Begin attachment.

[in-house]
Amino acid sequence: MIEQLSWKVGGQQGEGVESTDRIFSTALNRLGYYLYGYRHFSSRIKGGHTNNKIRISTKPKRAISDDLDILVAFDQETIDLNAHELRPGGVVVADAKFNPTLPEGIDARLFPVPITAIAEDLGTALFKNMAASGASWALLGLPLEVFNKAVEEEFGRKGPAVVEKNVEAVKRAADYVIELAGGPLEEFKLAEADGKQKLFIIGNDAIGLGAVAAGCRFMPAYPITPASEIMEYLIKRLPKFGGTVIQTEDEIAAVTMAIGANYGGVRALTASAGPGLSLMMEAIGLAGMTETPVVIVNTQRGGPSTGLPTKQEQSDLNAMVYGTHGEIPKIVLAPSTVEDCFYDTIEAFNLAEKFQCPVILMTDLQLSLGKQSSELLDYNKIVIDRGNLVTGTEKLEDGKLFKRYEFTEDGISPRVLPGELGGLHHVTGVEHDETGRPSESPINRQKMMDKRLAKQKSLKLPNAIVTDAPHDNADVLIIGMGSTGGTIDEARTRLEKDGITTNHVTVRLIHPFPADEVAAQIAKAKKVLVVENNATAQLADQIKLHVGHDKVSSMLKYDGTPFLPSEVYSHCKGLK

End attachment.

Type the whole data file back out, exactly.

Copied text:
[in-house]
Amino acid sequence: MIEQLSWKVGGQQGEGVESTDRIFSTALNRLGYYLYGYRHFSSRIKGGHTNNKIRISTKPKRAISDDLDILVAFDQETIDLNAHELRPGGVVVADAKFNPTLPEGIDARLFPVPITAIAEDLGTALFKNMAASGASWALLGLPLEVFNKAVEEEFGRKGPAVVEKNVEAVKRAADYVIELAGGPLEEFKLAEADGKQKLFIIGNDAIGLGAVAAGCRFMPAYPITPASEIMEYLIKRLPKFGGTVIQTEDEIAAVTMAIGANYGGVRALTASAGPGLSLMMEAIGLAGMTETPVVIVNTQRGGPSTGLPTKQEQSDLNAMVYGTHGEIPKIVLAPSTVEDCFYDTIEAFNLAEKFQCPVILMTDLQLSLGKQSSELLDYNKIVIDRGNLVTGTEKLEDGKLFKRYEFTEDGISPRVLPGELGGLHHVTGVEHDETGRPSESPINRQKMMDKRLAKQKSLKLPNAIVTDAPHDNADVLIIGMGSTGGTIDEARTRLEKDGITTNHVTVRLIHPFPADEVAAQIAKAKKVLVVENNATAQLADQIKLHVGHDKVSSMLKYDGTPFLPSEVYSHCKGLK